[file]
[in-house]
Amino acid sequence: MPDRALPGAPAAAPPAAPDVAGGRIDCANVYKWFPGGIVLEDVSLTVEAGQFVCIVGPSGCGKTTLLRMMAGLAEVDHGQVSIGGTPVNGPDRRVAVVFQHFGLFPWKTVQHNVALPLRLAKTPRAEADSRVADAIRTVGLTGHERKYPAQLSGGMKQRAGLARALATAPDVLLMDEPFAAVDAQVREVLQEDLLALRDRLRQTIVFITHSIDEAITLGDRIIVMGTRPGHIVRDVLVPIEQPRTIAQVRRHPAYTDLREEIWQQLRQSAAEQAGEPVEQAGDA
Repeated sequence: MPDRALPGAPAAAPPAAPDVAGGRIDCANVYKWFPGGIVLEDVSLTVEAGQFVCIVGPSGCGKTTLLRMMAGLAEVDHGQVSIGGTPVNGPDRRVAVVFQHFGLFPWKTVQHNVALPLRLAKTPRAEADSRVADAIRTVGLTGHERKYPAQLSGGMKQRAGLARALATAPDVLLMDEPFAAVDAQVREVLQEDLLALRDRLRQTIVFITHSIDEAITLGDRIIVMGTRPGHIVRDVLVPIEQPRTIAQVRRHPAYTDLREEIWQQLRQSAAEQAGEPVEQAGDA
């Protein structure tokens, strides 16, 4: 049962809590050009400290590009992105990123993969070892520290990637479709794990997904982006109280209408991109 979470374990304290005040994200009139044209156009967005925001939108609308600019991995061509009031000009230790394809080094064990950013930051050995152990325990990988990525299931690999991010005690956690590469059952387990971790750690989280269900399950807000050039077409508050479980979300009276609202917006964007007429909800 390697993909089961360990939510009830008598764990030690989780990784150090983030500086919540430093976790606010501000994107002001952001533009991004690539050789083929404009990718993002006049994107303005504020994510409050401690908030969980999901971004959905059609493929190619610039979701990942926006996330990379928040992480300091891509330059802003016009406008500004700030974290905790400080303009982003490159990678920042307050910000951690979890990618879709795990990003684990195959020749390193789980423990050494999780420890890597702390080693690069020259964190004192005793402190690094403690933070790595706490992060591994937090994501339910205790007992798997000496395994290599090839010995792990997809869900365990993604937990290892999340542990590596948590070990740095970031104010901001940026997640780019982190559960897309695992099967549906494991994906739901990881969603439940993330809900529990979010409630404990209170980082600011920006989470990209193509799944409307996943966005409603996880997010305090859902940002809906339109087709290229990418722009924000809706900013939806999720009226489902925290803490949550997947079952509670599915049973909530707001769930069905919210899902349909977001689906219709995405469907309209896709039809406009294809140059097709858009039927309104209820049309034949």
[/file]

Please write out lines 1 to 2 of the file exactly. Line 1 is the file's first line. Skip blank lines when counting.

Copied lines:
[in-house]
Amino acid sequence: MPDRALPGAPAAAPPAAPDVAGGRIDCANVYKWFPGGIVLEDVSLTVEAGQFVCIVGPSGCGKTTLLRMMAGLAEVDHGQVSIGGTPVNGPDRRVAVVFQHFGLFPWKTVQHNVALPLRLAKTPRAEADSRVADAIRTVGLTGHERKYPAQLSGGMKQRAGLARALATAPDVLLMDEPFAAVDAQVREVLQEDLLALRDRLRQTIVFITHSIDEAITLGDRIIVMGTRPGHIVRDVLVPIEQPRTIAQVRRHPAYTDLREEIWQQLRQSAAEQAGEPVEQAGDA